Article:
It was rare for Colin to drive me home. Normally, we each drive our own vehicles to our “dates” so a goodnight kiss at the door or an invitation in for a nightcap isn’t an option.  It’s always a light peck on the cheek or a soft brush of the lips as we part, nothing more as each went our own way. I had wondered why he’d always asked to meet me. I supposed it was because he just liked me as a friend. This way it didn’t get complicated. 
   But that night? It was late, we were tired and I was sitting close to him, our bodies touching. What would he do if I just casually laid my head on his shoulder? 
   Don’t be ridiculous, I quickly chided myself inside my head. “You’re not in high school, Maggie. He’s a friend ... get over it. He’d probably be horrified and then you’d be embarrassed.” Rubbing my arms and stretching my sore fingers, I tried to take my mind off the way his jeans fit tightly, the way his cowboy hat tilted just so, the way he’d held me as we’d two-stepped. 
   I said, “I hurt in places I didn’t know I could hurt!”
   “But it’s a good hurt, isn’t it?” Colin asked.
  “Good hurt?” I laughed. “Yes, I guess it is. Do you do this every fall?”
“Ever since I’ve been here. I met Tom through Sean, and we started playing poker. That’s how I met your contractor, Campos – through Tom and cards. We don’t play as much as we used to, although Tom’s wife Julie doesn’t mind if we gather at their house. We all seem to be so busy.  Anyway, Tom invited me out the first year.”
  “I know Tom and Julie live at the other house, but this one is big enough for them all isn’t it? I thought ranch and farm families were often inter-generational?”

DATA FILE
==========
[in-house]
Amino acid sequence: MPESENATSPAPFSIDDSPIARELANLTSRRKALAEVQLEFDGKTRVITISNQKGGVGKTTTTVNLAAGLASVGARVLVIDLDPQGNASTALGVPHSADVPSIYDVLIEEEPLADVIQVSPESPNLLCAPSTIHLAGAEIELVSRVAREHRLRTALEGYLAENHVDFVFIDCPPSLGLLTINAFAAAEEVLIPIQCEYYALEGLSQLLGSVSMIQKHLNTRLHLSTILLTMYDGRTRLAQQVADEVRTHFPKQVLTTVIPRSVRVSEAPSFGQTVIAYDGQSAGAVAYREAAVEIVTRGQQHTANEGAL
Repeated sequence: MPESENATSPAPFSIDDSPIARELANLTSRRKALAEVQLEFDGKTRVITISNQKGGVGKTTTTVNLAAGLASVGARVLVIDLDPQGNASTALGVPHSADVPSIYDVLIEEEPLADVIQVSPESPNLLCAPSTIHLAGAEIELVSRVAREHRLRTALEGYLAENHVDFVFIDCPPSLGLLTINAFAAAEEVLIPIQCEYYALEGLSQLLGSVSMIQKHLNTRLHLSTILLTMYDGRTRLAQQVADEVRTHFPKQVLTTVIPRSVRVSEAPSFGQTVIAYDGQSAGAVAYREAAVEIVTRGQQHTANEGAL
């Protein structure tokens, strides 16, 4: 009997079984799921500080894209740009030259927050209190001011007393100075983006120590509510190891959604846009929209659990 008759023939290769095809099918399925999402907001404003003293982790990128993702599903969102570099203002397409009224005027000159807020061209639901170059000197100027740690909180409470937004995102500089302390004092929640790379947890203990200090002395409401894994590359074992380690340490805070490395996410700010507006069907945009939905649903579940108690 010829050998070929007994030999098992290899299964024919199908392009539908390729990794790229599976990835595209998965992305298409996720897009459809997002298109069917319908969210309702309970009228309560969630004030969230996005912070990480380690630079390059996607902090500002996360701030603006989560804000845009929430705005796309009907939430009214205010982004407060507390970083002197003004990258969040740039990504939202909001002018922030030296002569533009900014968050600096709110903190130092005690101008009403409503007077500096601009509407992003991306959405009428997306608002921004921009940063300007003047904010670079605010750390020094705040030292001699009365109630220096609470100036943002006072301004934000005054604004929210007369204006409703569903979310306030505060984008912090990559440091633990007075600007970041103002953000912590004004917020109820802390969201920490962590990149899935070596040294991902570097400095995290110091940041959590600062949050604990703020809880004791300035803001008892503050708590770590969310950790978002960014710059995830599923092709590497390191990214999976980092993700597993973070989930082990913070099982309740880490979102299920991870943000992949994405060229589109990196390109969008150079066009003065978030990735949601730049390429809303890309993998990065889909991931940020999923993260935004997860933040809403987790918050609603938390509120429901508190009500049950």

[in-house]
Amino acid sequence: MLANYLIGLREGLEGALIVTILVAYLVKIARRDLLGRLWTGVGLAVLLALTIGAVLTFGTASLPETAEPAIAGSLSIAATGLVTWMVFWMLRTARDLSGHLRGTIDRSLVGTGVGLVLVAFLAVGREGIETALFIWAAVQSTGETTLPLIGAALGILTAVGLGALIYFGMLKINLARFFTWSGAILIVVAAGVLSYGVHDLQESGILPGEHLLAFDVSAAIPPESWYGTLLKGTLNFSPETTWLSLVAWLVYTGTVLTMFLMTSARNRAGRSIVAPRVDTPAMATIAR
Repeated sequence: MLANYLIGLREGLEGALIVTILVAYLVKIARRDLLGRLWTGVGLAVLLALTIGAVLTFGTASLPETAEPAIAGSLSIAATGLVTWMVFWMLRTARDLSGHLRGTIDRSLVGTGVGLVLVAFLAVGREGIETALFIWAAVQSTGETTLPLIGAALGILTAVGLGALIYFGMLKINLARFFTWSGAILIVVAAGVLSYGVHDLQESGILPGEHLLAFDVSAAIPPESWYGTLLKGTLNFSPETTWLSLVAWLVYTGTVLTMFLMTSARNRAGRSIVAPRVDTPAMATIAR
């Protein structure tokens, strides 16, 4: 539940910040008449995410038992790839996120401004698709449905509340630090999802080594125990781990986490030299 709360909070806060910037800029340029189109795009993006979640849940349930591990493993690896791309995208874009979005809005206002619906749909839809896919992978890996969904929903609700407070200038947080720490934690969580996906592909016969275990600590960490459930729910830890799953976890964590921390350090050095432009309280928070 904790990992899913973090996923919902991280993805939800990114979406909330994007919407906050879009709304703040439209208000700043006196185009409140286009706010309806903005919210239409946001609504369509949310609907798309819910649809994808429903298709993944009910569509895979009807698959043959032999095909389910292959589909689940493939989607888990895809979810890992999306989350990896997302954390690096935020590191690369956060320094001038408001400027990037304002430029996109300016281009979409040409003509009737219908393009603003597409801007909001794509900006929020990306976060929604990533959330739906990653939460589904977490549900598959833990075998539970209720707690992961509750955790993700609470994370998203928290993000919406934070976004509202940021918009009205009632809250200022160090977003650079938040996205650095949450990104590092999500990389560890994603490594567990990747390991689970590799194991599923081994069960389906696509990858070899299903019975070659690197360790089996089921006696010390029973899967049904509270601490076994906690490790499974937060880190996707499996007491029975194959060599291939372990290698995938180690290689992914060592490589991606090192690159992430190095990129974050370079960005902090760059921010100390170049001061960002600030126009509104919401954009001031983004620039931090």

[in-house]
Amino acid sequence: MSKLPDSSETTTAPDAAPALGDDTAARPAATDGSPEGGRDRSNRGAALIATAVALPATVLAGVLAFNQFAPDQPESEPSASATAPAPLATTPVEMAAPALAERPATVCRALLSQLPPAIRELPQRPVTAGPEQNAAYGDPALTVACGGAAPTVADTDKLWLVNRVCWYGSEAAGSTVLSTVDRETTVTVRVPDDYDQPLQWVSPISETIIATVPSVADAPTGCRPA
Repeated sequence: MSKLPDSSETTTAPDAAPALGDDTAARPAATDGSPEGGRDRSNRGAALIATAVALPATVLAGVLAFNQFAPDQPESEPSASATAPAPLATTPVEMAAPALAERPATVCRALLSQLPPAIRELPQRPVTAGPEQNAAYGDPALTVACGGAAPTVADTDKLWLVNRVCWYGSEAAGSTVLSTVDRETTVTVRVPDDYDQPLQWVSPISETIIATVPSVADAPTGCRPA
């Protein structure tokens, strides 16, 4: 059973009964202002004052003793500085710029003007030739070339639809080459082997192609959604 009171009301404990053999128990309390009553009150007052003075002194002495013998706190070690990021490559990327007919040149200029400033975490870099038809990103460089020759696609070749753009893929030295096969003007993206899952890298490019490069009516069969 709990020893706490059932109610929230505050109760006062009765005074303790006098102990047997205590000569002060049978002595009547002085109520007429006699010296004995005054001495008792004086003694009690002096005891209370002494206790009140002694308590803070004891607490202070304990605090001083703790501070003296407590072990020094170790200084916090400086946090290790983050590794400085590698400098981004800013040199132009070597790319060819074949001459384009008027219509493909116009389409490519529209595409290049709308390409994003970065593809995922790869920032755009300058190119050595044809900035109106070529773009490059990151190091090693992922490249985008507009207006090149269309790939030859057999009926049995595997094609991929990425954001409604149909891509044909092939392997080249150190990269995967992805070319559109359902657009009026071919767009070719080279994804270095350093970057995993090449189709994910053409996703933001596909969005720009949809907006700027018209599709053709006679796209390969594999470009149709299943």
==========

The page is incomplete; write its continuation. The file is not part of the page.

“They are sometimes, but I think where Tom and Julie are it’s a different, larger school district for their kids. And I know Julie likes the one-story, adobe-style house. I had been out there once. Tom and Julie’s house is beautiful with a huge courtyard. It’s about ten miles west, and in Hockley County, not Lubbock County, but still on Cotton A property. 
Colin said, “From his office out there, Tom mainly oversees the oil and cattle production side of the ranch which is away from the cotton. Someday his kids will live in the big house here, and then his grandkids will probably inherit his, if they take to ranching and farming. Unfortunately, it’s a dying profession. But they’ve been a family of farmers and ranchers since the early 1900s. Tom told me once his granddad first farmed this land with a mule and plow.”
“Wow,” I said. “What a difference. And in just three generations? From mule and plow to a tractor that plants ... how many rows at a time? “I think they use both eight- and sixteen-row planters now. And it is amazing. Good land, good people.”
       “And Father Fitz blesses each harvest?”
“And each spring planting. That one’s much easier and mainly ceremonial. We meet at sunup to sow the seeds at the end of each row in that same acre and then consume a breakfast along with the blessing.”